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New Year - New Hope

Some traditions are embedded deeply into our national character, others have faded away into history and some hang around as oddities and would probably not be missed. Tradition is a broad concept with good and bad, but there are many traditions that are worth hanging onto and keeping alive. At Wych's Brew we like to learn of old, country traditions and, where possible, we like to incorporate them.


Cheshire is not a renowned heartland of cider making - that really belongs to parts of the southwest, particularly Herefordshire and Worcestershire. However, we have started making our own cider here and have a small orchard that is developing gradually. At this time of the year it is traditional is some parts of the country to take part in Wassailing. At Wych's Brew this is a celebration we have tried to introduce locally, if only to our own orchard.


Many people will have heard of the term wassailing but not really understand what it is about. In short there are two types of wassailing:


  1. Visiting people in their homes, singing, offering a drink from a wassail bowl (often mulled cider) and possibly giving gifts. This was supplanted by carol singing some time ago which has subsequently, largely vanished.

  2. Visiting orchards around Twelfth Night to bless them for the later harvest while making noise and reading a blessing.


This latter version survives in pockets around the countryside, especially where orchards are well established. In our little corner of Cheshire we have been bringing this alive by taking a torchlight parade around our trees and reading "The Threapwood Wassail" to chosen fruit trees. All the while we chase away bad spirits with shouts of "wassail" which broadly comes from Old English and means "good health". To accompany this we have a large glass wassail goblet that was especially made. We fill this with mulled cider and share it - very handy on chilly evenings in early January.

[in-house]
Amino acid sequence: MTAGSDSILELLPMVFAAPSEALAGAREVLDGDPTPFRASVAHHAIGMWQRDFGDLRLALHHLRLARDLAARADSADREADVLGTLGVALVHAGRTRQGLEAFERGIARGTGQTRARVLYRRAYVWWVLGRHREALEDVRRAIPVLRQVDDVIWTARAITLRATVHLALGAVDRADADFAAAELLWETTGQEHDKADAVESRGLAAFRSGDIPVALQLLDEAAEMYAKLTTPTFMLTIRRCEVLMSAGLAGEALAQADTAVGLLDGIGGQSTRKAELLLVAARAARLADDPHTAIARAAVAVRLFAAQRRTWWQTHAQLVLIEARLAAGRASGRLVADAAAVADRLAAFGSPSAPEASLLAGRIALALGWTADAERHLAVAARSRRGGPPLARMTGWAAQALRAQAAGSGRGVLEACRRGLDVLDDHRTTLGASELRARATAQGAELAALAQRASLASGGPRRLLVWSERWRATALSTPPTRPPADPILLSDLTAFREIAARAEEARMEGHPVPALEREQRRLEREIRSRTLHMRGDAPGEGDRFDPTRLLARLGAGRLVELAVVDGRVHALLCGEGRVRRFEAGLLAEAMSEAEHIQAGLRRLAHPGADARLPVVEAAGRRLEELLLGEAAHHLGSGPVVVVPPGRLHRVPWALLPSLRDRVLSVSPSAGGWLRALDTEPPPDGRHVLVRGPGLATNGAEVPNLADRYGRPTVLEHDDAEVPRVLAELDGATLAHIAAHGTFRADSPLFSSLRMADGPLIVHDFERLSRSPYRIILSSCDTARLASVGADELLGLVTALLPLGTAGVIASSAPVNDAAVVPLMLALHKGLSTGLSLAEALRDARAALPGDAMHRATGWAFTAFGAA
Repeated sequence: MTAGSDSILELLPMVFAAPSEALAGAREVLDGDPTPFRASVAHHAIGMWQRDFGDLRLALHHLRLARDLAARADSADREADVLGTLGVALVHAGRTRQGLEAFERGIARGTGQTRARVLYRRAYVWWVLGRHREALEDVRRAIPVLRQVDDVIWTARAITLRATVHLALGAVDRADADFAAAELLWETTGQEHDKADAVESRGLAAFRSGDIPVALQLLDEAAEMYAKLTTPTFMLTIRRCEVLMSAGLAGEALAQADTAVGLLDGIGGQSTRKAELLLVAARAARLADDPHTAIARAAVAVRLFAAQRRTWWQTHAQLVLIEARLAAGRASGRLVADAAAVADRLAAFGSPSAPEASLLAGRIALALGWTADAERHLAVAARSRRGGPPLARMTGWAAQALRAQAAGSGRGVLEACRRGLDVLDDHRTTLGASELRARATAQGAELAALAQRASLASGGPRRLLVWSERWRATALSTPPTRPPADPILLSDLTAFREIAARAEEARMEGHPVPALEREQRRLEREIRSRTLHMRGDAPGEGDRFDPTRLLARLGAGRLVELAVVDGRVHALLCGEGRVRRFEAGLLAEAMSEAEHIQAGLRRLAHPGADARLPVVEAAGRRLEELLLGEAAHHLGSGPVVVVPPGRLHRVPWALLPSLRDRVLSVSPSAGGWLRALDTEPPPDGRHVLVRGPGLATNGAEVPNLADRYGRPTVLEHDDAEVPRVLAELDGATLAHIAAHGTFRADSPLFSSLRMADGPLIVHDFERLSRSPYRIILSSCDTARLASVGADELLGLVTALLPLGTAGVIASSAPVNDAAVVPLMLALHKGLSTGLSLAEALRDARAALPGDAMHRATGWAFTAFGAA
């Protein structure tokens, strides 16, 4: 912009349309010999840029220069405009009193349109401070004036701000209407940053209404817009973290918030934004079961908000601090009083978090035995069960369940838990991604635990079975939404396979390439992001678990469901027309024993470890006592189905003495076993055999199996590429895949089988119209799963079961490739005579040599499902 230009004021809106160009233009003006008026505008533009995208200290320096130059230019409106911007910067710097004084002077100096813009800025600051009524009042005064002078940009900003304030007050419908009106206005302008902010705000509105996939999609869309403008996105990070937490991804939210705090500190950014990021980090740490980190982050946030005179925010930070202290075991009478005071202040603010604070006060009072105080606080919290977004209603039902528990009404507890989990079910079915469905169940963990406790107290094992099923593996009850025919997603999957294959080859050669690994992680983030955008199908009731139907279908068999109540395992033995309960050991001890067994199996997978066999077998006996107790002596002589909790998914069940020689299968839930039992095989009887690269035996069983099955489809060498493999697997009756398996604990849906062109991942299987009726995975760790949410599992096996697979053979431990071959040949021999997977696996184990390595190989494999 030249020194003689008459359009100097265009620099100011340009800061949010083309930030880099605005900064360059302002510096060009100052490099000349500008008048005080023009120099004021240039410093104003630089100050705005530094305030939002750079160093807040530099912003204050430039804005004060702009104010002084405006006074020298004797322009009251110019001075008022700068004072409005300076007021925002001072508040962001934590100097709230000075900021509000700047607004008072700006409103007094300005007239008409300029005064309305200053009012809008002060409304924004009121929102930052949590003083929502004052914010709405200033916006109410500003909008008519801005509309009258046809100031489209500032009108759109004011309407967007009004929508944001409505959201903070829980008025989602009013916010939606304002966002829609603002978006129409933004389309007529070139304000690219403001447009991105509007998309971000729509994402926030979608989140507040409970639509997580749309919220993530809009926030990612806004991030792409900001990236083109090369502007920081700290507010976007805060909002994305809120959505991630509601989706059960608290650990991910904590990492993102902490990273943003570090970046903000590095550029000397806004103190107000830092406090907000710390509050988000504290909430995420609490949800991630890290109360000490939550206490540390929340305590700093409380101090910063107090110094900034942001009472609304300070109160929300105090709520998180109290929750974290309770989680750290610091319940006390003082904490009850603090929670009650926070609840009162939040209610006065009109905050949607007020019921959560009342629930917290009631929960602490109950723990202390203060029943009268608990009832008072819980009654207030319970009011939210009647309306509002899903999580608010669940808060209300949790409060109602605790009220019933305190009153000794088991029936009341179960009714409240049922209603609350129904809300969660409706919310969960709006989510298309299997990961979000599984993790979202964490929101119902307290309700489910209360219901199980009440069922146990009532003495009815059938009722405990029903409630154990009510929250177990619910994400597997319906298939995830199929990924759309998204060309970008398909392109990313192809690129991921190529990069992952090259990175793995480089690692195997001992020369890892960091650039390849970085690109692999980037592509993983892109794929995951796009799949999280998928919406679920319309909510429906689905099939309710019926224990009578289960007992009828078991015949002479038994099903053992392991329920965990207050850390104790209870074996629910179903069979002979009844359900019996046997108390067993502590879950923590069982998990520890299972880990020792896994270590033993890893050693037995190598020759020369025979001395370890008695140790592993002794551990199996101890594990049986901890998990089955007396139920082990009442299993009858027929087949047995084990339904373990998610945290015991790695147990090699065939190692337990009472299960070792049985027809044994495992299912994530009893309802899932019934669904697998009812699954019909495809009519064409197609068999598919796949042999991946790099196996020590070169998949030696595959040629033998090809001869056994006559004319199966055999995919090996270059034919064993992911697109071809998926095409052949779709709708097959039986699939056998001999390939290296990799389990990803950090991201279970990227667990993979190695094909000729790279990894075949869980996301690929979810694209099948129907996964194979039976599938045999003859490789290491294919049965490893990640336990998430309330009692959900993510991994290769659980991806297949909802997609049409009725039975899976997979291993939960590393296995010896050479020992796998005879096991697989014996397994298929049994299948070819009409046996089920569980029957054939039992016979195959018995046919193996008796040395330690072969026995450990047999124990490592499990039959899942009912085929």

It is a fun tradition that the children like to take part in, and it gives us a reminder that our orchard needs care and attention all year round. We are hoping to extend this tradition to other local orchards in the future though there is no guarantee of this catching on.


The Threapwood Wassail


Come wind and snow

Come rain and sun

Bear a healthy crop

Before the year is done


Here's to thee

Good apple tree

Well to bear hat fulls

Bucket fulls and bottle fulls


Hurrah!




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